When Kids are More Likely to Cross Their Fingers…
Some children and toddlers will cross their fingers all the time. But, for others, they may tend to cross their fingers more when they’re:
- Nervous: The proprioceptive input a child receives when they cross their fingers is calming. All proprioceptive sensations generally are. It makes sense that when a child’s anxiety goes up that they cope by seeking out that calming input
- Eating: Lots of kids with sensory difficulties struggle with eating a variety of food. They’re overwhelmed by texture or taste and crossing their fingers is used to get that calming input again.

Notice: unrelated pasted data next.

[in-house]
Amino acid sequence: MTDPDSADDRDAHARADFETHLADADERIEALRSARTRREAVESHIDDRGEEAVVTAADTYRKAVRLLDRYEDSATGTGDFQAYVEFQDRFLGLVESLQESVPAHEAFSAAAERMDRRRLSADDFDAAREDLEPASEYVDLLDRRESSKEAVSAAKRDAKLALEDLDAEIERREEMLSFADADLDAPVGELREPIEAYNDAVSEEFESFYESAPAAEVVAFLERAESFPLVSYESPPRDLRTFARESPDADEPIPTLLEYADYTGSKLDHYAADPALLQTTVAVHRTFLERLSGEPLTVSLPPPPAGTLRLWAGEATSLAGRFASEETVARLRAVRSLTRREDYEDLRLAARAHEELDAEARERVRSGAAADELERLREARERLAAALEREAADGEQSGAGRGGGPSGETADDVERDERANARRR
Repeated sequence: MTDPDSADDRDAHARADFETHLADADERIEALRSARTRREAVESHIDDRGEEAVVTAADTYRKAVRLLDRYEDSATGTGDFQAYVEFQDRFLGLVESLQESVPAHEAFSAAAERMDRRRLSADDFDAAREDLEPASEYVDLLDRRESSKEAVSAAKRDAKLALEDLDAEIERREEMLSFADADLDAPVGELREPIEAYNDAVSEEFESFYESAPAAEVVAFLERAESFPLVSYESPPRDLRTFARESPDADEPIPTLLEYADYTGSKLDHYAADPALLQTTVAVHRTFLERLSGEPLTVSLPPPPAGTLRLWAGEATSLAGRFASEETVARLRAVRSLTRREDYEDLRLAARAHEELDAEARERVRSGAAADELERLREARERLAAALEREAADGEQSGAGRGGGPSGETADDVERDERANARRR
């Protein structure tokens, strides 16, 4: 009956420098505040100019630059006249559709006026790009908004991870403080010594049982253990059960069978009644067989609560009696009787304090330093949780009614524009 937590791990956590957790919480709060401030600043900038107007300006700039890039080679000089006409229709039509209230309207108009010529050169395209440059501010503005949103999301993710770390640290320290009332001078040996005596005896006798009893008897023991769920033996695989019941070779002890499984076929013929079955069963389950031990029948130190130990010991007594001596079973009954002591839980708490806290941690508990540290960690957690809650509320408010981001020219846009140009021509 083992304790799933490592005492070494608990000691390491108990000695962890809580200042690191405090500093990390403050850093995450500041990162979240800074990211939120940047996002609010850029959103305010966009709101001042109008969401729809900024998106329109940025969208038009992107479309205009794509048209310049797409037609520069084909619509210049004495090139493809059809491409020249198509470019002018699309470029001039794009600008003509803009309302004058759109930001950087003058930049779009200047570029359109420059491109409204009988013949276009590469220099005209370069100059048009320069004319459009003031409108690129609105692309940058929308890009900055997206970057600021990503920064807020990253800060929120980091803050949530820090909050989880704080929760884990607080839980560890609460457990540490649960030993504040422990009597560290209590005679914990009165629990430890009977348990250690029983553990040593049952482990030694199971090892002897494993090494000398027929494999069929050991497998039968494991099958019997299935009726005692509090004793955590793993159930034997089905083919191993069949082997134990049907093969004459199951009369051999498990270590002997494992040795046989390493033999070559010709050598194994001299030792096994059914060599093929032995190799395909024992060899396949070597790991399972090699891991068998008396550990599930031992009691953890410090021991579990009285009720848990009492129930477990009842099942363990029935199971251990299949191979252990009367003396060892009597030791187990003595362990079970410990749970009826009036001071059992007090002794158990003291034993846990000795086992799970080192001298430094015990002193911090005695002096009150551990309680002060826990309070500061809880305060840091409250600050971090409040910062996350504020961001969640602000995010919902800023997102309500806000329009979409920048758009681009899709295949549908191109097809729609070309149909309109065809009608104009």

- Upset: If a child is upset and crying, they’re looking for a way to soothe themselves. If they’ve identified that crossing their fingers gives them some ability to calm, then they’re going to do it!
- Excited: Sometimes a child gets so excited they feel like they’re going to float away, it’s all too much for them to handle. In their excitement, they may be trying to ground themselves by feeling the pressure and relaxation of crossing their fingers.
It should also be noted that over time some, kids will continue to cross their fingers out of habit, the sensory need may decrease, but it’s habitual so they continue.
Should I Stop My Toddler from Constantly Crossing their Fingers?